Candidates seeking elected office must "run" for office by obtaining Nomination Papers from the Office of the Town Clerk, obtain necessary signatures of voters, and file papers by appropriate deadline. Each candidate shall file with the Town Clerk, prior to obtaining blank nomination papers, a written statement containing his/her name and address, and the town office for which he/she intends to be a candidate. The Board of Registrars must certify each candidate's voter registration status prior to candidates qualifying to obtain nomination papers. Upon certification of sufficient signatures for all candidates seeking nomination to the offices for which papers had been obtained, the candidate qualifies to have his/her name on the ballot for the election.
Offices to be Elected at Annual Town Election on March 31, 2020
Nomination papers will be available on Tuesday, January 7, 2020. Candidates are required to have 50 signatures certified to appear on the ballot. Candidates are encouraged to obtain more than 50 signatures from registered voters. Nomination papers must be returned no later than Tuesday, February 11, 2020, 4:00 p.m. to the Town Clerk’s Office for certification by the Board of Registrars.
The list below are the Offices and Terms that will appear on the ballot and, for informational purposes only on this website, are the current office holders:
|Expiring Town-Wide Office||Term Length||Current Office Holder|
Dennis J. Berry
Board of Selectmen
Cherry C. Karlson
Board of Selectmen
Douglas A. Levine
Board of Assessors
Jayson S. Brodie
Board of Assessors
Philip David Parks (interim)
Jennifer M. Steel
Board of Health
Susan Erica Green
Board of Health
Arnold R. Soslow
Commissioner of Trust Funds
Russell T. Kopp
Aida A. Gennis
Leah B. Hart
Board of Public Works
Patrick M. Murphy (interim)
Christopher Ryan Fay
Informational Fact Sheets & Guides:
Candidates for Muncipal Office Guide
Common Errors Made When Completing Campaign Finance Reports
Public Employees & Campaigns
Public Employees, Public Resources and Political Activity Guide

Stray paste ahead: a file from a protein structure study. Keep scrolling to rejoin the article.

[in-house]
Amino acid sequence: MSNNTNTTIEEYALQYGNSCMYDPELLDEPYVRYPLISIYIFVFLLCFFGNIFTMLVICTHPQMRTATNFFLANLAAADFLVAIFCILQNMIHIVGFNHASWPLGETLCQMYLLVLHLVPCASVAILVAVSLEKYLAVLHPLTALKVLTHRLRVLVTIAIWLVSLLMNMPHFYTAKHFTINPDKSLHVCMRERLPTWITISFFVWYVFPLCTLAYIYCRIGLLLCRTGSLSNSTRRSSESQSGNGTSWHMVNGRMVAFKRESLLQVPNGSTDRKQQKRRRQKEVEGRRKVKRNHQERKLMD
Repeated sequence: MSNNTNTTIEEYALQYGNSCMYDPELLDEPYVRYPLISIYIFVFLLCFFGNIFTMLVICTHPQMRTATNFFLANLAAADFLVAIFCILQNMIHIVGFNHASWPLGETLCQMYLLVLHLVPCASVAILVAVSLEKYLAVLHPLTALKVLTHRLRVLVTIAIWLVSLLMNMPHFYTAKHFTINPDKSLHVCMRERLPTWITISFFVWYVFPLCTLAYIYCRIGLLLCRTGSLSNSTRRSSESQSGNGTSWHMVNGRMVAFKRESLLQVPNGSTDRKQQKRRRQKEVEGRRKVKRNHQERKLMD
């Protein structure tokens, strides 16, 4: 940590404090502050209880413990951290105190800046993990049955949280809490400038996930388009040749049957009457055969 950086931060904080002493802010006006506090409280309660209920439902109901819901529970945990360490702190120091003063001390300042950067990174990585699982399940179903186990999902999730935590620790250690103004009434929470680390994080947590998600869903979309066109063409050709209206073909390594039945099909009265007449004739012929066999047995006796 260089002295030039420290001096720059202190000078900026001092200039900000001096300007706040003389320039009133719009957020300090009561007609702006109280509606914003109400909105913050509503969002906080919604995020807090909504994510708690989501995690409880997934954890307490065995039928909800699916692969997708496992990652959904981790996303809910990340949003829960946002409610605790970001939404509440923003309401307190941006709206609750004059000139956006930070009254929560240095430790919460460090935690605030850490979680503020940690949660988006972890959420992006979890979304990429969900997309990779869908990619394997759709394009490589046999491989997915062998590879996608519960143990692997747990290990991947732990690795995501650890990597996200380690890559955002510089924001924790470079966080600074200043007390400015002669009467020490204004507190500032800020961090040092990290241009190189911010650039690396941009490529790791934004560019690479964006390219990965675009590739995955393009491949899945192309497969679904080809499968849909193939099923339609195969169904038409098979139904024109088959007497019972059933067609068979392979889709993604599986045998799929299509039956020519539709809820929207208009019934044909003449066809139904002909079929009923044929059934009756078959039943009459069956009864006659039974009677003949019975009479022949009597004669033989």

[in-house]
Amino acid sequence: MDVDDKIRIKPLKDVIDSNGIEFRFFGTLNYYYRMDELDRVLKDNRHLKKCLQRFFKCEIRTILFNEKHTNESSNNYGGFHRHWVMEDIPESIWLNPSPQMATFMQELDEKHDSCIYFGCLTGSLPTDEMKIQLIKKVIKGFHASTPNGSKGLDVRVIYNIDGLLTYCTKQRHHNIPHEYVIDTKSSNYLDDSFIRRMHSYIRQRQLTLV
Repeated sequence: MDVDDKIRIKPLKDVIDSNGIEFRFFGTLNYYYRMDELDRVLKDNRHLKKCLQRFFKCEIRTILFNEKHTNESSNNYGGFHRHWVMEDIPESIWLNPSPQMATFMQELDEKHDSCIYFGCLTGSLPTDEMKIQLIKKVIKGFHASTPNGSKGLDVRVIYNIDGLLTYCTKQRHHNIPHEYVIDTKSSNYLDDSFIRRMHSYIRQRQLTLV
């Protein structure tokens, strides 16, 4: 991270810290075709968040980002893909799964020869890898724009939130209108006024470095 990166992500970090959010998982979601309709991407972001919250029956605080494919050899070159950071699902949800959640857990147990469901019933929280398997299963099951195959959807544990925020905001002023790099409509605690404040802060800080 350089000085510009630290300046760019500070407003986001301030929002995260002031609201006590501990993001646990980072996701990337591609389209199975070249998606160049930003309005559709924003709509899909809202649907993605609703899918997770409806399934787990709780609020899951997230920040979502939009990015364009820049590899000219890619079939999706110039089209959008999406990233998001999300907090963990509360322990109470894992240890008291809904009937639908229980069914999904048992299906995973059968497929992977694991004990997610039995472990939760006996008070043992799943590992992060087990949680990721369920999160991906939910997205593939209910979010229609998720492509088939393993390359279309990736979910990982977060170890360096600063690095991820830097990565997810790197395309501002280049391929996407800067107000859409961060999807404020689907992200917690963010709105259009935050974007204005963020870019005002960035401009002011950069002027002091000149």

Campaign Finance Information (links coming soon):
Massachusetts Office of Campaign and Political Finance Website
Massachusetts Office of Campaign & Political Finance Website - Forms & Publications
Statement of Organization - Candidates
Statement of Organization - Ballot Question Committee
Muncipal Candidate Filing Reports (links on this page coming soon, see Campaign Finance Reports link):
CPF M 102 & Instructions for completing
CPF M 102-0 - No Financial Activity
Candidates and their committees, if any, are required by statute to file periodic campaign finance reports and are also responsible for the legality, validity, completeness and accuracy of their reports. The following is a schedule for filing reports. These reports must be filed whether or not money has been raised or expended during the reporting period and whether or not the candidate is nominated or elected. Reports are due to the local election official by the close of business on the day the report is due. All forms, as well as filing software, are available on the OCPF website.
• Pre-Election Report: Due on or before the 8th day preceding the city or town general election, complete from the day following the ending date of the last report filed through 10 days before the due date
• Post-Election Report: Due on or before the 30th day following the general election complete from the day following the ending date of the last report filed through 10 days before the due date. This report may be considered a final report if the candidate/committee has no cash balance, assets or outstanding liabilities. Most spring elections occur in towns.